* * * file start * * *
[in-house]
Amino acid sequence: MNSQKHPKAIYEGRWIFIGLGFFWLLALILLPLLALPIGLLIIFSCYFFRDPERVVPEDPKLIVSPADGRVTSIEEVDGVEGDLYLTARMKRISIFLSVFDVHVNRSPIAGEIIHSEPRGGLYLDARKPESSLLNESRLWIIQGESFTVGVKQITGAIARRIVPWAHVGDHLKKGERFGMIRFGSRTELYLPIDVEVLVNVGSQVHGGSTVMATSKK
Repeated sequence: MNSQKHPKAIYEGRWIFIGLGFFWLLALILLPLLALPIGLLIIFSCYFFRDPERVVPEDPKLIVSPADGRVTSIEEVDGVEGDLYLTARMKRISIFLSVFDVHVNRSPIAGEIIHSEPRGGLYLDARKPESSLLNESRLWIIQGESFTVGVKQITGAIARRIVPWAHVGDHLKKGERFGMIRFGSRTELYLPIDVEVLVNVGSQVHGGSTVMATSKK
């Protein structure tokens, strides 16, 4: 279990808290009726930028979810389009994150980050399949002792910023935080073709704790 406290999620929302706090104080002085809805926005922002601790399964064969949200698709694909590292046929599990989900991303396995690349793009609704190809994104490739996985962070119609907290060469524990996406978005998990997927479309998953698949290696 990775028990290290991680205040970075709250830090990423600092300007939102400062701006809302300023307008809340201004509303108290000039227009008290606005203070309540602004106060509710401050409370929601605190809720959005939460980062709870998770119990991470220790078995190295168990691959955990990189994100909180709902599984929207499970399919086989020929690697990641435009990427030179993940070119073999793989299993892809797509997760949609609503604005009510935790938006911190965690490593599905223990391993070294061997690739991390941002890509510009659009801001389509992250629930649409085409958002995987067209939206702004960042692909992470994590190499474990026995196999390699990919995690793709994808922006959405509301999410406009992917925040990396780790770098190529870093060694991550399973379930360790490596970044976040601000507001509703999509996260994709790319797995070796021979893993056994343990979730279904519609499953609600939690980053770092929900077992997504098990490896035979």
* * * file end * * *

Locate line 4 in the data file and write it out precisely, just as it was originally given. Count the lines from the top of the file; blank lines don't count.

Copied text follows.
């Protein structure tokens, strides 16, 4: 279990808290009726930028979810389009994150980050399949002792910023935080073709704790 406290999620929302706090104080002085809805926005922002601790399964064969949200698709694909590292046929599990989900991303396995690349793009609704190809994104490739996985962070119609907290060469524990996406978005998990997927479309998953698949290696 990775028990290290991680205040970075709250830090990423600092300007939102400062701006809302300023307008809340201004509303108290000039227009008290606005203070309540602004106060509710401050409370929601605190809720959005939460980062709870998770119990991470220790078995190295168990691959955990990189994100909180709902599984929207499970399919086989020929690697990641435009990427030179993940070119073999793989299993892809797509997760949609609503604005009510935790938006911190965690490593599905223990391993070294061997690739991390941002890509510009659009801001389509992250629930649409085409958002995987067209939206702004960042692909992470994590190499474990026995196999390699990919995690793709994808922006959405509301999410406009992917925040990396780790770098190529870093060694991550399973379930360790490596970044976040601000507001509703999509996260994709790319797995070796021979893993056994343990979730279904519609499953609600939690980053770092929900077992997504098990490896035979």